Meeting with a comet

Aufnahme der Rosetta-Kamera während des ersten 'swing-by-Manövers' von Erde und Mond Quelle: ESA

Image by the Rosetta camera from the 1st ‘swing-by’ maneuver of Earth and Moon
Source: ESA

The most difficult phase will be the approach and rendez-vous with the fast moving comet Churyumov-Gerasimenko. In August 2014 Rosetta achieve an orbit around the comet nucleus. Churyumov-Gerasimenko is a short periodic comet which recurs every 6,57 years. It was discovered in 1969 by Klim Churyumov (University of Kiev, Ukraine) and Svetlana Gerasimenko (Insitute of Astophysics Dushanbe, Tajikistan). Two approaches to Jupiter in 1840 and 1959 changed the comets orbit from initially 4.0 AU perihelion distance to 1.28 AU. The comet is a member of the so called Jupiter family (with the aphelion, i.e. the most distant pointof the orbit at the Jupiter orbit) which is a group of short periodic comets in the solar system.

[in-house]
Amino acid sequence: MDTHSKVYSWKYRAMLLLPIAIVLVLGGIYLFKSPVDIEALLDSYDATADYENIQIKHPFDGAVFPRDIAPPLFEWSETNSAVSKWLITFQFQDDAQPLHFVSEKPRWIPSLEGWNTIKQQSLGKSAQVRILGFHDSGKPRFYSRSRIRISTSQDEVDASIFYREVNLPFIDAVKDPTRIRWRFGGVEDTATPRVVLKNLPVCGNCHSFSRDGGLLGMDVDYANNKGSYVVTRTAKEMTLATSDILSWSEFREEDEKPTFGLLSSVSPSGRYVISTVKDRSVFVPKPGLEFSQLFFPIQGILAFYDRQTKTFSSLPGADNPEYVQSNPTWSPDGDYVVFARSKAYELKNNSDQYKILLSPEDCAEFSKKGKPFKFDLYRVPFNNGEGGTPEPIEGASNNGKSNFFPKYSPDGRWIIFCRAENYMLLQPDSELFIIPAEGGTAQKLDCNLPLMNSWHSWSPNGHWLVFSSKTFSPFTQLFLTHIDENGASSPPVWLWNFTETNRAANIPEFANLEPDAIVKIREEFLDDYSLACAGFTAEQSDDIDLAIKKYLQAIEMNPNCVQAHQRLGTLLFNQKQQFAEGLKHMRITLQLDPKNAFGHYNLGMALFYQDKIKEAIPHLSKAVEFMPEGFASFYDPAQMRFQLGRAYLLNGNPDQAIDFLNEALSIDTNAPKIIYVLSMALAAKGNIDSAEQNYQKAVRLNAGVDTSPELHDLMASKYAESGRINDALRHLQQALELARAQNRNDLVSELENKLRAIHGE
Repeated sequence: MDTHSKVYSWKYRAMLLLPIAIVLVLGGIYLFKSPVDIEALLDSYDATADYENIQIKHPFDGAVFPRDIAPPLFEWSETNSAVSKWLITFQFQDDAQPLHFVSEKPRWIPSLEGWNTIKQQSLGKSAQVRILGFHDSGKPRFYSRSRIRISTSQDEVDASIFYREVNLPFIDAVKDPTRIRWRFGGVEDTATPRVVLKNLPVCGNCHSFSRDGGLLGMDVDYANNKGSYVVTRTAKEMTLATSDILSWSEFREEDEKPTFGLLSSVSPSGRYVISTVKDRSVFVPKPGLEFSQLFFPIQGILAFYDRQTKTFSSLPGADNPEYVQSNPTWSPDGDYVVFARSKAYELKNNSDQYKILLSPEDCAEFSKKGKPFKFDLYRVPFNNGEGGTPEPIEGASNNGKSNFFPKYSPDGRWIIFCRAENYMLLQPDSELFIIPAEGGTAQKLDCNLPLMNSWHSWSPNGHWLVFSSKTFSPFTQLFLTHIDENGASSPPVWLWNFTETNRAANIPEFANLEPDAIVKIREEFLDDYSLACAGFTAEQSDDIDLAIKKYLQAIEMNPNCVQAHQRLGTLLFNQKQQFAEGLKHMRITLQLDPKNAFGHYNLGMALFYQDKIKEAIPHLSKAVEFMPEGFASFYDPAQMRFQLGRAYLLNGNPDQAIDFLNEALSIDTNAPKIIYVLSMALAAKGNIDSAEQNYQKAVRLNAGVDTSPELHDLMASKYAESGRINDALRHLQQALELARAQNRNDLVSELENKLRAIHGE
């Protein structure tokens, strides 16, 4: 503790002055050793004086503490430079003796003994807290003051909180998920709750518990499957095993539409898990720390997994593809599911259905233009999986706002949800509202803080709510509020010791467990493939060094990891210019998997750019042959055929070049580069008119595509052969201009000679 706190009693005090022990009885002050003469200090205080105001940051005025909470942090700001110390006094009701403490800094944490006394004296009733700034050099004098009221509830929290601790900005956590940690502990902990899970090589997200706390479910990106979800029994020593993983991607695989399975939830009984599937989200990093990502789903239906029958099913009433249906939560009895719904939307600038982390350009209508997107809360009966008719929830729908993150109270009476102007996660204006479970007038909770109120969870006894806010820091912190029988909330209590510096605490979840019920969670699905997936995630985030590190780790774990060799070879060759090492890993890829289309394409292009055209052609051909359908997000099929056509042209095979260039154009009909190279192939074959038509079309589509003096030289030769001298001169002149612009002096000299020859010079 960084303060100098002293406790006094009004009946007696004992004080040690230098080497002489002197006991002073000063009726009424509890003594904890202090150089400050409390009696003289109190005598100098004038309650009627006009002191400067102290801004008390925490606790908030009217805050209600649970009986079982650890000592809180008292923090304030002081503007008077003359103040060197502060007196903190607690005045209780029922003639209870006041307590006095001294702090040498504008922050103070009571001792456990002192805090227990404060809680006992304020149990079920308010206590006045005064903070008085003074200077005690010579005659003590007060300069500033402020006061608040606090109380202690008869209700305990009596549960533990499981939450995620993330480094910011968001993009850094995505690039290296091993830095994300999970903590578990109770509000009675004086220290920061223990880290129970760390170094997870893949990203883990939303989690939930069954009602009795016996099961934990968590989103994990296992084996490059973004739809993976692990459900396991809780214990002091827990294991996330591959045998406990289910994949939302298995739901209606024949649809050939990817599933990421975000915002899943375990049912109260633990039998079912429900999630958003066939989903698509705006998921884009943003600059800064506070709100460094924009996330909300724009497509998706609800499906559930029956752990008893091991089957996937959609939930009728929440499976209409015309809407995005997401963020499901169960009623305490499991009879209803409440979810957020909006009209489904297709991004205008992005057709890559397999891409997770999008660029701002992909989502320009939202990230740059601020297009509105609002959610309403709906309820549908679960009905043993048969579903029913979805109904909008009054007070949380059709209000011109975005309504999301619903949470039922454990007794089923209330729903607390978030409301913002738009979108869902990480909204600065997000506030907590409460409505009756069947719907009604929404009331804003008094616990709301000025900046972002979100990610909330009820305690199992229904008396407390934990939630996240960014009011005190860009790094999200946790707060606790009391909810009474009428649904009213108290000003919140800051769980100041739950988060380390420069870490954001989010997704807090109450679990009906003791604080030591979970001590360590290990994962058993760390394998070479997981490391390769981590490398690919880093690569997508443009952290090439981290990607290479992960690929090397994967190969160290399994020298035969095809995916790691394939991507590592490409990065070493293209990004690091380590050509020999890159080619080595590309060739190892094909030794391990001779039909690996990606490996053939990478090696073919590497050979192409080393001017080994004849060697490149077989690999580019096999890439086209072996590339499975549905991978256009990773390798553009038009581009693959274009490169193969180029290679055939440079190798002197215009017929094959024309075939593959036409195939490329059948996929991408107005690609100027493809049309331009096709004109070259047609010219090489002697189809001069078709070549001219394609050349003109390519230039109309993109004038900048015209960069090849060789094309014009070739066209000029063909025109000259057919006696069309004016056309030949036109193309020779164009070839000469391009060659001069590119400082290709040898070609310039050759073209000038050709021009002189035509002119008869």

Rosetta will escort Churyumov-Gerasimenko on its orbit till perigelion and hopefully beyond. The rendez-vous shall happen at a distance of 4.8 AU from the Sun, Rosetta will go into in August 2014. Because there is nothing known about Churyumov-Gerasimenko, neither its size nor shape nor mass are well known, the approach will be quite difficult. After the selection of a suitable landing place, one month after starting the global mapping phase at approx. 3.25 AU distance to the Sun, the orbiter will release the Philae lander of 100 kg weight to the comets surface. Due to the very low gravity, the landing speed must be very slow (1 m/s), otherwise the lander may bounce from or crah on the comets surface. The spacecraft will carry on orbiting the comet and follow its changes for more than 14 months. In this time Sun will have started to evaporate parts of the comet nucleus and the surface of the comet will outgas. Here one can investigate the behavior of a comet during approach and department (perihelion passage) and at its closest distance to the Sun for the first time.